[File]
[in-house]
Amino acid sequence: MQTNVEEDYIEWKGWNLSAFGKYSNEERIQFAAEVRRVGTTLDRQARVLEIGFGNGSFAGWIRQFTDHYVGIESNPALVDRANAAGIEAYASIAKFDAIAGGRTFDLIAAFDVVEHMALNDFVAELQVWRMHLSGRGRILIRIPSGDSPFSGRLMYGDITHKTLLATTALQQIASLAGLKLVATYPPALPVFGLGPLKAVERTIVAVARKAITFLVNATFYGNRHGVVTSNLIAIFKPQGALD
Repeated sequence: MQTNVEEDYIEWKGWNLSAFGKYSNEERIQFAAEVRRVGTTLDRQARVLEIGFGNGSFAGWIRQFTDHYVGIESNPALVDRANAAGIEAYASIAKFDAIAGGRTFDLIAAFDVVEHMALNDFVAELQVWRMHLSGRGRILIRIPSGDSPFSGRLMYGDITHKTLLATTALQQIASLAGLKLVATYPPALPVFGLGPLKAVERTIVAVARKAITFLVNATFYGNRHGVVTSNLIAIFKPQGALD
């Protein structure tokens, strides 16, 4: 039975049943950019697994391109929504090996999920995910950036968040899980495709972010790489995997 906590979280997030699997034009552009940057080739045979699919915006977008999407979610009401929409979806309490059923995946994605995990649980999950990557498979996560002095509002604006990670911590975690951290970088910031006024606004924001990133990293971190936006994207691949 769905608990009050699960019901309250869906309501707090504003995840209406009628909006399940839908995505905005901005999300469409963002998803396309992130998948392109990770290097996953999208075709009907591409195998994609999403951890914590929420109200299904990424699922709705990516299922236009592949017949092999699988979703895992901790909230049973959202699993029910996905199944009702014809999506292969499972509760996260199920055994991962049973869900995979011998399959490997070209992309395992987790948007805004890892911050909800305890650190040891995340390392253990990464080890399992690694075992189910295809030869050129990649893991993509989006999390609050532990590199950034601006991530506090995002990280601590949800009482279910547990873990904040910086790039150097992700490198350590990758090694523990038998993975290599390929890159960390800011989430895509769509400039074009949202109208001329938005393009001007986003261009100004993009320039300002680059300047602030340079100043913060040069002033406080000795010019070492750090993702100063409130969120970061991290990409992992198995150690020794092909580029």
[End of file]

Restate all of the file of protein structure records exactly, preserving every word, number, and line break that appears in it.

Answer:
[in-house]
Amino acid sequence: MQTNVEEDYIEWKGWNLSAFGKYSNEERIQFAAEVRRVGTTLDRQARVLEIGFGNGSFAGWIRQFTDHYVGIESNPALVDRANAAGIEAYASIAKFDAIAGGRTFDLIAAFDVVEHMALNDFVAELQVWRMHLSGRGRILIRIPSGDSPFSGRLMYGDITHKTLLATTALQQIASLAGLKLVATYPPALPVFGLGPLKAVERTIVAVARKAITFLVNATFYGNRHGVVTSNLIAIFKPQGALD
Repeated sequence: MQTNVEEDYIEWKGWNLSAFGKYSNEERIQFAAEVRRVGTTLDRQARVLEIGFGNGSFAGWIRQFTDHYVGIESNPALVDRANAAGIEAYASIAKFDAIAGGRTFDLIAAFDVVEHMALNDFVAELQVWRMHLSGRGRILIRIPSGDSPFSGRLMYGDITHKTLLATTALQQIASLAGLKLVATYPPALPVFGLGPLKAVERTIVAVARKAITFLVNATFYGNRHGVVTSNLIAIFKPQGALD
């Protein structure tokens, strides 16, 4: 039975049943950019697994391109929504090996999920995910950036968040899980495709972010790489995997 906590979280997030699997034009552009940057080739045979699919915006977008999407979610009401929409979806309490059923995946994605995990649980999950990557498979996560002095509002604006990670911590975690951290970088910031006024606004924001990133990293971190936006994207691949 769905608990009050699960019901309250869906309501707090504003995840209406009628909006399940839908995505905005901005999300469409963002998803396309992130998948392109990770290097996953999208075709009907591409195998994609999403951890914590929420109200299904990424699922709705990516299922236009592949017949092999699988979703895992901790909230049973959202699993029910996905199944009702014809999506292969499972509760996260199920055994991962049973869900995979011998399959490997070209992309395992987790948007805004890892911050909800305890650190040891995340390392253990990464080890399992690694075992189910295809030869050129990649893991993509989006999390609050532990590199950034601006991530506090995002990280601590949800009482279910547990873990904040910086790039150097992700490198350590990758090694523990038998993975290599390929890159960390800011989430895509769509400039074009949202109208001329938005393009001007986003261009100004993009320039300002680059300047602030340079100043913060040069002033406080000795010019070492750090993702100063409130969120970061991290990409992992198995150690020794092909580029």